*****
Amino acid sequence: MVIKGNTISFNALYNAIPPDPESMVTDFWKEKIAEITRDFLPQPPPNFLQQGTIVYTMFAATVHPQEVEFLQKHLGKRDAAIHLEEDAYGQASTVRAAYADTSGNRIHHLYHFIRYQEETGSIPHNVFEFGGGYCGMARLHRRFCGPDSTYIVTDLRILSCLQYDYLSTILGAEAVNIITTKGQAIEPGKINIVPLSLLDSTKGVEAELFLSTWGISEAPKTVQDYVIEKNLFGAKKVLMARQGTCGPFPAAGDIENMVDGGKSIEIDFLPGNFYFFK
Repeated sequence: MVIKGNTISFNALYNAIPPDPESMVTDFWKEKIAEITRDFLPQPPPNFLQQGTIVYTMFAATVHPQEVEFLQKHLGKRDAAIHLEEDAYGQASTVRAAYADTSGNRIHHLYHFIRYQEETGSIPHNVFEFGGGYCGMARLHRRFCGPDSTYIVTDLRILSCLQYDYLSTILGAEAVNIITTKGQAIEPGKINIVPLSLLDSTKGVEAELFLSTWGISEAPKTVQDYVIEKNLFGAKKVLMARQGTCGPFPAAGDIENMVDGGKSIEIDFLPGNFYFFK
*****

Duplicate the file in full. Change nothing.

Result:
Amino acid sequence: MVIKGNTISFNALYNAIPPDPESMVTDFWKEKIAEITRDFLPQPPPNFLQQGTIVYTMFAATVHPQEVEFLQKHLGKRDAAIHLEEDAYGQASTVRAAYADTSGNRIHHLYHFIRYQEETGSIPHNVFEFGGGYCGMARLHRRFCGPDSTYIVTDLRILSCLQYDYLSTILGAEAVNIITTKGQAIEPGKINIVPLSLLDSTKGVEAELFLSTWGISEAPKTVQDYVIEKNLFGAKKVLMARQGTCGPFPAAGDIENMVDGGKSIEIDFLPGNFYFFK
Repeated sequence: MVIKGNTISFNALYNAIPPDPESMVTDFWKEKIAEITRDFLPQPPPNFLQQGTIVYTMFAATVHPQEVEFLQKHLGKRDAAIHLEEDAYGQASTVRAAYADTSGNRIHHLYHFIRYQEETGSIPHNVFEFGGGYCGMARLHRRFCGPDSTYIVTDLRILSCLQYDYLSTILGAEAVNIITTKGQAIEPGKINIVPLSLLDSTKGVEAELFLSTWGISEAPKTVQDYVIEKNLFGAKKVLMARQGTCGPFPAAGDIENMVDGGKSIEIDFLPGNFYFFK